It was a troubling decade: America was a nation healing from the Great Depression, and had spent four years engaged in a war that would devastate millions worldwide. But on the beaches of Coney Island, New Yorkers young and old could forget their worries for the day as they splashed in the sea, relaxed with their sweetheart in the sand or chowed down on a hot dog from the original Nathan’s.
Coney Island is a peninsular neighborhood and entertainment area in the southwestern section of the New York City borough of Brooklyn. The neighborhood is bounded by Brighton Beach and Manhattan Beach to its east, Lower New York Bay to the south and west, and Gravesend to the north and includes the subsection of Sea Gate on its west. More broadly, Coney Island or sometimes for clarity the Coney Island peninsula consists of Coney Island proper, Brighton Beach, and Manhattan Beach. This was formerly the westernmost of the Outer Barrier islands on the southern shore of Long Island, but in the early 20th century it became a peninsula, connected to the rest of Long Island by land fill.
The origin of Coney Island’s name is disputed, but the area was originally part of the colonial town of Gravesend. By the mid-19th century it had become a seaside resort, and by the late 19th century, amusement parks had also been built at the location. The attractions reached a historical peak during the first half of the 20th century. However, they declined in popularity after World War II and, following years of neglect, several structures were torn down. Various redevelopment projects were proposed for Coney Island in the 1970s through the 2000s, though most of these were not carried out. The area was revitalized with the opening of MCU Park in 2001 and several amusement rides starting in the 2010s.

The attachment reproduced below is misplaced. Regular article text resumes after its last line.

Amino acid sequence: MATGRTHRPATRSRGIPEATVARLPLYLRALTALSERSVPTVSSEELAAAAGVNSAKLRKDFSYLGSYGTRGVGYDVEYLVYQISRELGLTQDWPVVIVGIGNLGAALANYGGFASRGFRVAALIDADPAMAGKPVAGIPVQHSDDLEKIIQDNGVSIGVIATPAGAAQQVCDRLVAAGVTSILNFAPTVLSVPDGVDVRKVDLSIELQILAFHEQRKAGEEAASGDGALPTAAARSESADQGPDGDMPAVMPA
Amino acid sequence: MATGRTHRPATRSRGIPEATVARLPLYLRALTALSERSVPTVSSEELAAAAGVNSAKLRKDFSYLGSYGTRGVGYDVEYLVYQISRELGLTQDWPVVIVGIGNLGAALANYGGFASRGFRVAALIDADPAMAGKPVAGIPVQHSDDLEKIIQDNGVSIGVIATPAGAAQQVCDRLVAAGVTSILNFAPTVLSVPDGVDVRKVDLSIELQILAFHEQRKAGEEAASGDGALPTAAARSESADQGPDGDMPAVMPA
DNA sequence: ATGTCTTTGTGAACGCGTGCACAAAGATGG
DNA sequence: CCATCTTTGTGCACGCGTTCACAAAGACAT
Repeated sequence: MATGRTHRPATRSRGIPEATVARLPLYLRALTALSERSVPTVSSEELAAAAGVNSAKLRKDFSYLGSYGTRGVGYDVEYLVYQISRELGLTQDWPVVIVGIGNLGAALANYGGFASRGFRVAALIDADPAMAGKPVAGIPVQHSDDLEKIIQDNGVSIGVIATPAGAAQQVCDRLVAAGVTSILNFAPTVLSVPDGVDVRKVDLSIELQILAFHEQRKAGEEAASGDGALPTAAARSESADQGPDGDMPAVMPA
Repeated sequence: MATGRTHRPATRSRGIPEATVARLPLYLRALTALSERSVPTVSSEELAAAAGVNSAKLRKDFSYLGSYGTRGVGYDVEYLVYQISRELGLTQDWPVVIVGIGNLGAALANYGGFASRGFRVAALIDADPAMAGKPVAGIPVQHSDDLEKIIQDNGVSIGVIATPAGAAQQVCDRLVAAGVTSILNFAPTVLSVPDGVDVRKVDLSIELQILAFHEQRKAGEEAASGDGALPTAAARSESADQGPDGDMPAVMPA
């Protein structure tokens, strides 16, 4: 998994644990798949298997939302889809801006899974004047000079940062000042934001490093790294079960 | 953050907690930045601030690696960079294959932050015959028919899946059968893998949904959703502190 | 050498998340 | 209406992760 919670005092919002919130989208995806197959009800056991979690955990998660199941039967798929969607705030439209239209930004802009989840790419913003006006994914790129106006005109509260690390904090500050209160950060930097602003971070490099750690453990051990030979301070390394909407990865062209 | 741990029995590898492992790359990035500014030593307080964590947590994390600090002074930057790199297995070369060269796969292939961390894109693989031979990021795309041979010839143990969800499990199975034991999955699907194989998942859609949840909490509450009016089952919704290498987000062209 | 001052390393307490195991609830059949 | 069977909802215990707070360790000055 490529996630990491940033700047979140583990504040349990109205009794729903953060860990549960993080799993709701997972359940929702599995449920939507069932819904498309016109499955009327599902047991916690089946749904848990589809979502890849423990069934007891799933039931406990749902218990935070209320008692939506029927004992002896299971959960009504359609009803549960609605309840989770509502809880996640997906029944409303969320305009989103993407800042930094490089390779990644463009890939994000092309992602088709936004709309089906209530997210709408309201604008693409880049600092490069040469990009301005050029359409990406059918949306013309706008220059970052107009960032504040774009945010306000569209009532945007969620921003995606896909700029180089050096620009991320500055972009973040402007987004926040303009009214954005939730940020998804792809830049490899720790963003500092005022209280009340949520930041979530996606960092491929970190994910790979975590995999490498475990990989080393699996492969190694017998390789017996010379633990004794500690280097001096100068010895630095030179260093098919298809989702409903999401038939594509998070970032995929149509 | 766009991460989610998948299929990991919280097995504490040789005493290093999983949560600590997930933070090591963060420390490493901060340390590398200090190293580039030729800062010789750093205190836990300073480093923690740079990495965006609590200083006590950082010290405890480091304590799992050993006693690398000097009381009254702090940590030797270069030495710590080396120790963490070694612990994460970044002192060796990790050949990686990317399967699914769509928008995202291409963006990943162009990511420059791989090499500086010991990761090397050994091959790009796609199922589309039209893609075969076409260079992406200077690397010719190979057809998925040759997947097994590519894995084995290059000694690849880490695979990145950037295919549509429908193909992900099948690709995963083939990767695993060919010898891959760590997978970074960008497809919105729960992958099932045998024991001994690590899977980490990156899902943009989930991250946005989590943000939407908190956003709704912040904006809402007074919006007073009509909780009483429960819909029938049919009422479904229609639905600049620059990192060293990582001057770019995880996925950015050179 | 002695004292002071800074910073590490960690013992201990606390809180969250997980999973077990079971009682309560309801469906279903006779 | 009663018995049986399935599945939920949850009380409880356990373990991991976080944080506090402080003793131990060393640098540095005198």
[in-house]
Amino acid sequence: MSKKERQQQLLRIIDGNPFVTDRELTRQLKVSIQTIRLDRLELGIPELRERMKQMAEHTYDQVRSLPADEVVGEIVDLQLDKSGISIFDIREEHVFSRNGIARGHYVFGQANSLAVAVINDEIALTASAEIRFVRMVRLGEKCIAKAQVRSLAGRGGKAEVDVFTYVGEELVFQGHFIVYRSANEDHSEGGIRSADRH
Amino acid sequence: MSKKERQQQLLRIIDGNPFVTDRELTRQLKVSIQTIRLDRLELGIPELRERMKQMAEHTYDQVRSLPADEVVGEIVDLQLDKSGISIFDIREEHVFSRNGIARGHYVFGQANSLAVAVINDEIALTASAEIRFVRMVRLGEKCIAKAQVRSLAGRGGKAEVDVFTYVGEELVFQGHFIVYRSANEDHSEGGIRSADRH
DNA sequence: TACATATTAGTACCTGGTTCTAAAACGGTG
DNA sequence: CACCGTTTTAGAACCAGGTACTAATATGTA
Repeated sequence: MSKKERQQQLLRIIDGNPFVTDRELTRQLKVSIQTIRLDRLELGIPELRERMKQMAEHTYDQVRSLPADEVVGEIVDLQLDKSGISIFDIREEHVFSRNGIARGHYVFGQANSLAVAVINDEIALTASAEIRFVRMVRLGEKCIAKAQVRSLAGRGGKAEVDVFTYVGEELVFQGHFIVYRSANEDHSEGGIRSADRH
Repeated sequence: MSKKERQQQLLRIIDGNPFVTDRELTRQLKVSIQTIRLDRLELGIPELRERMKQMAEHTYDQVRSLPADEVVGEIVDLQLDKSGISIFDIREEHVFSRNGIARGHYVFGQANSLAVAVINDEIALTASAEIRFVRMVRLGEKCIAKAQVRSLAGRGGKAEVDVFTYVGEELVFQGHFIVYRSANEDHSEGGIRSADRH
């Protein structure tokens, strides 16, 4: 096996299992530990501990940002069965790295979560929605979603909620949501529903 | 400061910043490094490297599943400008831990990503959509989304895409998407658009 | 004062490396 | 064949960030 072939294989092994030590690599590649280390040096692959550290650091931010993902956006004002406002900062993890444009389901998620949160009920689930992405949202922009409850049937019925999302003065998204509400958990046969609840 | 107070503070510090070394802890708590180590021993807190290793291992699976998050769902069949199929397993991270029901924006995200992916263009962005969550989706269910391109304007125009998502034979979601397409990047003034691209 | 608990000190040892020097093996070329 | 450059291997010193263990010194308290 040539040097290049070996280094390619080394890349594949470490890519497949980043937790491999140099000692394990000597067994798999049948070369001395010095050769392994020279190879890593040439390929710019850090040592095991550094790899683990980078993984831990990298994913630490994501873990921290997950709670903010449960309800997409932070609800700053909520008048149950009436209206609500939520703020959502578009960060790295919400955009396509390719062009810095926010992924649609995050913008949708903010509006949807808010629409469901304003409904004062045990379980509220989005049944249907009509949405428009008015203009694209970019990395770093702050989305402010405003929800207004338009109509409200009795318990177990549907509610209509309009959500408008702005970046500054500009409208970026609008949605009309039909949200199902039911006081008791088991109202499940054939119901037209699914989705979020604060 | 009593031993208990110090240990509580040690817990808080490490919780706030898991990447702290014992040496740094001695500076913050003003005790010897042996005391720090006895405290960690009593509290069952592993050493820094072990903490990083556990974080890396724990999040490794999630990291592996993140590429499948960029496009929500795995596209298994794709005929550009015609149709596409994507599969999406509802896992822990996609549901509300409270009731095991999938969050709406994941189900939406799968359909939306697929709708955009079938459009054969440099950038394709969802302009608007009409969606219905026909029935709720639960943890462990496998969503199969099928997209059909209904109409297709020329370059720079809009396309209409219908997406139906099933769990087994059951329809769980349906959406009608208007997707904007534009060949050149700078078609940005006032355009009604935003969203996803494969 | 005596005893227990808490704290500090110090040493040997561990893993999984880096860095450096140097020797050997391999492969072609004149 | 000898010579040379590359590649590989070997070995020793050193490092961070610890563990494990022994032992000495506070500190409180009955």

Coney Island had around 32,000 residents as of the 2010 United States Census. The neighborhood is ethnically diverse, and the neighborhood’s poverty rate of 27% is slightly higher than that of the city as a whole.
Coney Island is part of Brooklyn Community District 13, and its primary ZIP Code is 11224. It is patrolled by the 60th Precinct of the New York City Police Department. Fire services are provided by the New York City Fire Department’s Engine 245/Ladder 161/Battalion 43 and Engine 318/Ladder 166. Politically, Coney Island is represented by the New York City Council’s 47th District. The area is well served by the New York City Subway and local bus routes, and contains several public elementary and middle schools. (Wikipedia)
Vintage photographs from the 1940s – before, during and after America’s involvement in World War II – illustrate the carefree summers of years past. It is an atmosphere that can still be found any given day on the famed boardwalk.